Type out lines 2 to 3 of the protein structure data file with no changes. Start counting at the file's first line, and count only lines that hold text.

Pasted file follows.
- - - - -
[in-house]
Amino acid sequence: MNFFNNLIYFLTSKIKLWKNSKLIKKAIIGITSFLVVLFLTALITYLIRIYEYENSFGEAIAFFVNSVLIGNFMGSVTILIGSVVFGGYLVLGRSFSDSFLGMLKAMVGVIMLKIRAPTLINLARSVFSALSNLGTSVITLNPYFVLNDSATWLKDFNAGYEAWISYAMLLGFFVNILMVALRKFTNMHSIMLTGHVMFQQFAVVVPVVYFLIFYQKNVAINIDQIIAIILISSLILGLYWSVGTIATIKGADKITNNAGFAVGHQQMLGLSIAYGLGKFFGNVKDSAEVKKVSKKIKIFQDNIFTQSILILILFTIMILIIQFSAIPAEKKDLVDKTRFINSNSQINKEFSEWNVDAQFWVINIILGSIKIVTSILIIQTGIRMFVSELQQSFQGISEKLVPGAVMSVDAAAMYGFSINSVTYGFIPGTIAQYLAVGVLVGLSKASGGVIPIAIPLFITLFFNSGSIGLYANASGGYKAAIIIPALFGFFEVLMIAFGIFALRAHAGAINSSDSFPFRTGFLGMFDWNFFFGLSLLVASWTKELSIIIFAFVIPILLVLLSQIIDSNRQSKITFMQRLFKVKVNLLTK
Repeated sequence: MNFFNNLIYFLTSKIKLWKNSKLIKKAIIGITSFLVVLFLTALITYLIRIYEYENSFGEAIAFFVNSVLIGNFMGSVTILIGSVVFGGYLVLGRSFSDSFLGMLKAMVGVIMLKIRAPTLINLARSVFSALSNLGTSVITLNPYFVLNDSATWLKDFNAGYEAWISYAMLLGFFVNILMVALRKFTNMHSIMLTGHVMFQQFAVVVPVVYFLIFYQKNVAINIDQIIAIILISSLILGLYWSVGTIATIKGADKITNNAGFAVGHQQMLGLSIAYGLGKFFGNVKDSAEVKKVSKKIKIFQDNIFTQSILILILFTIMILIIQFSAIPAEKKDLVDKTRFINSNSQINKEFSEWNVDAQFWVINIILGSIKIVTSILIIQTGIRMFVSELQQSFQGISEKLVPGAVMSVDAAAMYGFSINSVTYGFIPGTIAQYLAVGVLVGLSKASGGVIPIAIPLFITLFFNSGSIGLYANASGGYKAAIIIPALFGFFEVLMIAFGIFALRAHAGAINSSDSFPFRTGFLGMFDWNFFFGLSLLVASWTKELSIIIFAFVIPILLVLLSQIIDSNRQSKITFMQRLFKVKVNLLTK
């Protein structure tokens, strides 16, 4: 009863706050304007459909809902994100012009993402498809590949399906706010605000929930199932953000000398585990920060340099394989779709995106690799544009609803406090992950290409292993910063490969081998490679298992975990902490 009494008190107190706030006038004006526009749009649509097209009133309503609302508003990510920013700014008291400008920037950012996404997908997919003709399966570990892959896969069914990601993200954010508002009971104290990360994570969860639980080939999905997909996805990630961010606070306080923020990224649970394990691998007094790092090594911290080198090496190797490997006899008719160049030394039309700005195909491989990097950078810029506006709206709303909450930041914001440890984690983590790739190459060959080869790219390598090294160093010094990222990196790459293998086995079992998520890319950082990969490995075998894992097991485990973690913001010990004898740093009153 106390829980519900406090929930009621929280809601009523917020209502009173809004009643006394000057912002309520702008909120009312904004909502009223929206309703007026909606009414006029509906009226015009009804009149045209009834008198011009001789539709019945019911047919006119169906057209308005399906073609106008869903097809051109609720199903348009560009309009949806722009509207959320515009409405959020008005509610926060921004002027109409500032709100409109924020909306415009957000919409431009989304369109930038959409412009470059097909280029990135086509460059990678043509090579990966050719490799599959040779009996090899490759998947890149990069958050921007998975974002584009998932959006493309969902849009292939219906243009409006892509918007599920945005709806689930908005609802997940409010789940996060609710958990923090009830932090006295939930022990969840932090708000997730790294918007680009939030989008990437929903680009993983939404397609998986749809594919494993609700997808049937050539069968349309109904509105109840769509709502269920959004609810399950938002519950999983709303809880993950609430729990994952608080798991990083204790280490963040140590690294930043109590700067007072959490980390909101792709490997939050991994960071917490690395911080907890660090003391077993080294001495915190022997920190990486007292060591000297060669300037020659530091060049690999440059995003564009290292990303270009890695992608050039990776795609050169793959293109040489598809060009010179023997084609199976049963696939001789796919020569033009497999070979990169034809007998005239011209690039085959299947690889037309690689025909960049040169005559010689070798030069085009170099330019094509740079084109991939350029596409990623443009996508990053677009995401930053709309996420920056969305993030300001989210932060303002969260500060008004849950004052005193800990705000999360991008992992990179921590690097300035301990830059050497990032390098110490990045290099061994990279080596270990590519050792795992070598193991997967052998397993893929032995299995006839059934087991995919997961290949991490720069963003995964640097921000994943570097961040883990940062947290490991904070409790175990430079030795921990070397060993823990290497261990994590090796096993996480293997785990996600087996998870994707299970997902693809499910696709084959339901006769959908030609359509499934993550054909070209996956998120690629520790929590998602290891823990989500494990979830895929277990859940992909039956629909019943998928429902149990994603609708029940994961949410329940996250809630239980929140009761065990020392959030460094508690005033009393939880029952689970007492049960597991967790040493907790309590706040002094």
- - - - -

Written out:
Amino acid sequence: MNFFNNLIYFLTSKIKLWKNSKLIKKAIIGITSFLVVLFLTALITYLIRIYEYENSFGEAIAFFVNSVLIGNFMGSVTILIGSVVFGGYLVLGRSFSDSFLGMLKAMVGVIMLKIRAPTLINLARSVFSALSNLGTSVITLNPYFVLNDSATWLKDFNAGYEAWISYAMLLGFFVNILMVALRKFTNMHSIMLTGHVMFQQFAVVVPVVYFLIFYQKNVAINIDQIIAIILISSLILGLYWSVGTIATIKGADKITNNAGFAVGHQQMLGLSIAYGLGKFFGNVKDSAEVKKVSKKIKIFQDNIFTQSILILILFTIMILIIQFSAIPAEKKDLVDKTRFINSNSQINKEFSEWNVDAQFWVINIILGSIKIVTSILIIQTGIRMFVSELQQSFQGISEKLVPGAVMSVDAAAMYGFSINSVTYGFIPGTIAQYLAVGVLVGLSKASGGVIPIAIPLFITLFFNSGSIGLYANASGGYKAAIIIPALFGFFEVLMIAFGIFALRAHAGAINSSDSFPFRTGFLGMFDWNFFFGLSLLVASWTKELSIIIFAFVIPILLVLLSQIIDSNRQSKITFMQRLFKVKVNLLTK
Repeated sequence: MNFFNNLIYFLTSKIKLWKNSKLIKKAIIGITSFLVVLFLTALITYLIRIYEYENSFGEAIAFFVNSVLIGNFMGSVTILIGSVVFGGYLVLGRSFSDSFLGMLKAMVGVIMLKIRAPTLINLARSVFSALSNLGTSVITLNPYFVLNDSATWLKDFNAGYEAWISYAMLLGFFVNILMVALRKFTNMHSIMLTGHVMFQQFAVVVPVVYFLIFYQKNVAINIDQIIAIILISSLILGLYWSVGTIATIKGADKITNNAGFAVGHQQMLGLSIAYGLGKFFGNVKDSAEVKKVSKKIKIFQDNIFTQSILILILFTIMILIIQFSAIPAEKKDLVDKTRFINSNSQINKEFSEWNVDAQFWVINIILGSIKIVTSILIIQTGIRMFVSELQQSFQGISEKLVPGAVMSVDAAAMYGFSINSVTYGFIPGTIAQYLAVGVLVGLSKASGGVIPIAIPLFITLFFNSGSIGLYANASGGYKAAIIIPALFGFFEVLMIAFGIFALRAHAGAINSSDSFPFRTGFLGMFDWNFFFGLSLLVASWTKELSIIIFAFVIPILLVLLSQIIDSNRQSKITFMQRLFKVKVNLLTK